Tom is popular with my friends and my family. It’s always made me chuckle when my students, after meeting him just once or twice, end our office hour conversations by asking me to “Say hi to Tom.” He’s very easy to like. He’s very easy to love.
We’ve spun this food arrangement into something mildly funny, extreme gender role reversal–how cute! I don’t know if we’d raise eyebrows if it were the wife doing all of this, like so many wives do. Would as many people tell me I’m really lucky to have someone that cooks if I were a man? Who knows.
But I’m not just a slacker wife who’s delegated more than half of my household chores. I’m a sick person who needs help.
This has never been more clear than over the course of the last few weeks, which find me living, for the year, in a rented home bigger than anywhere I’ve ever lived before. There are hardwood floors and a finished deck and two (two!) bathrooms, both with their own shower.
The people that know the couple I’m renting from keep on telling me about the great kitchen I now have. And it’s true—there’s ample countertop space, ideal for moving from chopping to rinsing and cooking. The fridge is enormous, sleek and two-doored, so sophisticated that it beeps when you leave it open. There’s a five-shelf spice rack across from the stove and an entire bookshelf of cooking books, including the Thomas Keller trilogy.
It’s barely used. I’ll never be as good as Tom, and I don’t have any real desire to learn how to cook.
I do have to eat, though, and it’s cheaper to buy food at the grocery store then to constantly get takeout. So I’ve been making my own salads and even prepared some eggs yesterday morning.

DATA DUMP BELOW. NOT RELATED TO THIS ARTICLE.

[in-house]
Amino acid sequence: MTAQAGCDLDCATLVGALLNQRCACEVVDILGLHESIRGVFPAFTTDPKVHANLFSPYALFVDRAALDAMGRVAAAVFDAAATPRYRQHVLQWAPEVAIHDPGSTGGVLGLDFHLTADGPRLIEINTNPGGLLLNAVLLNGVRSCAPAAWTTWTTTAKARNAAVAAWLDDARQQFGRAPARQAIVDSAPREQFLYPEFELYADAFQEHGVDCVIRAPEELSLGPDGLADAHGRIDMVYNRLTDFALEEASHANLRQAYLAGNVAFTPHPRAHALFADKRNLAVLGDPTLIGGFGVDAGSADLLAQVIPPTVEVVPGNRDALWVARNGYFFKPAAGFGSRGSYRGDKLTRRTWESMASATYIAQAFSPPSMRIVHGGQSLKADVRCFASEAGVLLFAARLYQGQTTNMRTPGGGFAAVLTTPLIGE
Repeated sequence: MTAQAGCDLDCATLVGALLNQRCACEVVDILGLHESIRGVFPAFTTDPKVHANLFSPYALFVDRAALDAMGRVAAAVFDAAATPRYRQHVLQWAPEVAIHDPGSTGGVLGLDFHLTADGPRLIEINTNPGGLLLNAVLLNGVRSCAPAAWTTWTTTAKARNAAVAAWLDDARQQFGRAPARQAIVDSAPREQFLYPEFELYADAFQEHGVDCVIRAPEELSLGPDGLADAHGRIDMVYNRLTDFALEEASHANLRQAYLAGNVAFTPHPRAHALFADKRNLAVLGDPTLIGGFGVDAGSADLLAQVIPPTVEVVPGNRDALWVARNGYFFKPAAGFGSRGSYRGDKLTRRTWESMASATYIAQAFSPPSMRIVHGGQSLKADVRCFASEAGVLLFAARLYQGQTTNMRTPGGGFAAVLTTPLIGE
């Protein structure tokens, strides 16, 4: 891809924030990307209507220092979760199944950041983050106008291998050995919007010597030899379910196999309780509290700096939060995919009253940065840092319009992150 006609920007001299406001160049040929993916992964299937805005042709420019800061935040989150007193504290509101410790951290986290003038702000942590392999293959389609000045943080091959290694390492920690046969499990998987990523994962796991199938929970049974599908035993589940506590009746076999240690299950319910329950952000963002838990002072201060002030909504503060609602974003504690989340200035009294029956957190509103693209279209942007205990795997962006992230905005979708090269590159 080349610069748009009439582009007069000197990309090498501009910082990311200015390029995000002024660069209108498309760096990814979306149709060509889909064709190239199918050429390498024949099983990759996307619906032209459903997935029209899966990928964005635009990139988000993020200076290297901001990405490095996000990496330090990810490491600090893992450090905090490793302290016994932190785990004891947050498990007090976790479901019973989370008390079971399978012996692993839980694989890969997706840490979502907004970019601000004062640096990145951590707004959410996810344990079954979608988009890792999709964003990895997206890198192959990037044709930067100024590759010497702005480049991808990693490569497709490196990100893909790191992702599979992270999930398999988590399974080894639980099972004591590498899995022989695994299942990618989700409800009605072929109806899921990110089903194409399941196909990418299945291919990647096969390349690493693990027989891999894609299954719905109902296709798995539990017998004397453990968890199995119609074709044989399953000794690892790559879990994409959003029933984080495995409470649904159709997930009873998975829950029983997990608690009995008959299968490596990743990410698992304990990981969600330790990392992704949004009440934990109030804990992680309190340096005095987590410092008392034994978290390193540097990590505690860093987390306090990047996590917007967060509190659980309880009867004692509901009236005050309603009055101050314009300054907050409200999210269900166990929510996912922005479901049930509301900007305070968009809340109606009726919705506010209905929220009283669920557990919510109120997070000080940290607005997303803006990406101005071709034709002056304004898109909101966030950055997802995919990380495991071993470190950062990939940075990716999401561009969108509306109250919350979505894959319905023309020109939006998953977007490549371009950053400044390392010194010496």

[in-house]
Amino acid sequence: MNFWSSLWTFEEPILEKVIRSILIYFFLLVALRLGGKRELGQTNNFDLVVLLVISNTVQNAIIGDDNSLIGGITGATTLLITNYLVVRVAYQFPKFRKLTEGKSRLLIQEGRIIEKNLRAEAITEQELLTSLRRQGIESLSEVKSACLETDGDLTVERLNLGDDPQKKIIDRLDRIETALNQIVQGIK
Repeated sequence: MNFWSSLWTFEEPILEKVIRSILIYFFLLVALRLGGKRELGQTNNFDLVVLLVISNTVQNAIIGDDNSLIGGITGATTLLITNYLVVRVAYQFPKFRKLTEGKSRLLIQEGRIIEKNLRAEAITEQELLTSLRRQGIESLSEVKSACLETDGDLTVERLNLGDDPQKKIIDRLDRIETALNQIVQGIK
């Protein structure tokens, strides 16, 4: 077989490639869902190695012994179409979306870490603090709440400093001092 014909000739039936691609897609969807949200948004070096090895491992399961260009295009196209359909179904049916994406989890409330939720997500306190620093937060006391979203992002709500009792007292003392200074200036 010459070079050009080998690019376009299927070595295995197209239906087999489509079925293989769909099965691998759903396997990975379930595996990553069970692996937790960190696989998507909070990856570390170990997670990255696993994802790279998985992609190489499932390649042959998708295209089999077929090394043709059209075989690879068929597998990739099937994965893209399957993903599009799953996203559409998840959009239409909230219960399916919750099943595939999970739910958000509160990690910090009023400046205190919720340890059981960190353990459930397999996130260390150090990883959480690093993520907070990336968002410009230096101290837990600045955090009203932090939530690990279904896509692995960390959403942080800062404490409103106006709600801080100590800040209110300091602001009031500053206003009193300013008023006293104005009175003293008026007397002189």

It’s been very hard to take on the things Tom did for me. And I finally understand why Tom took over as much as he did, without announcing that he was doing it.
At the grocery store, I can only put the items I’ve pulled off the shelf into the cart’s main basket; nothing can go below because I am too weak to lug packs of soda or water bottles on to the bottom rack, and then up again, balancing a heavy pack so that the cashier can scan it. I arrive at the grocery store with a list and a plan because the reaching and depositing and lifting are exhausting and the entire exercise needs a time limit or I’ll be too tired to put the food away when I get home.
And then there’s cooking. I can walk for a reasonable amount of time, but I cannot stand in place for more than a few minutes, and I will pay for the few minutes I do spend standing in place. Chopping and mixing and braising and watching the pot boil are all activities that make my knees swell.
It hurts to stand and it hurts to shop and it hurts to prepare the food. Tom knew this. Taking over was an act of kindness.
I still chuckle bashfully when people scold me about never having learned how to cook, this most essential of adult skills. I pretend like it’s finally that time in my life when I’m going to learn.
I’m not. There’s only one cook in the family.
When I made my eggs the other morning, I closed my eyes and imagined they were sizzling over pasta cooked perfectly al dente. I could almost smell pancetta grease in a nearby pan, quivering in a layer of garlic and olive oil. I wanted a familiar hand on my waist, gently shoving me out of the way.
“Go sit down,” he would tell me, “I got it.”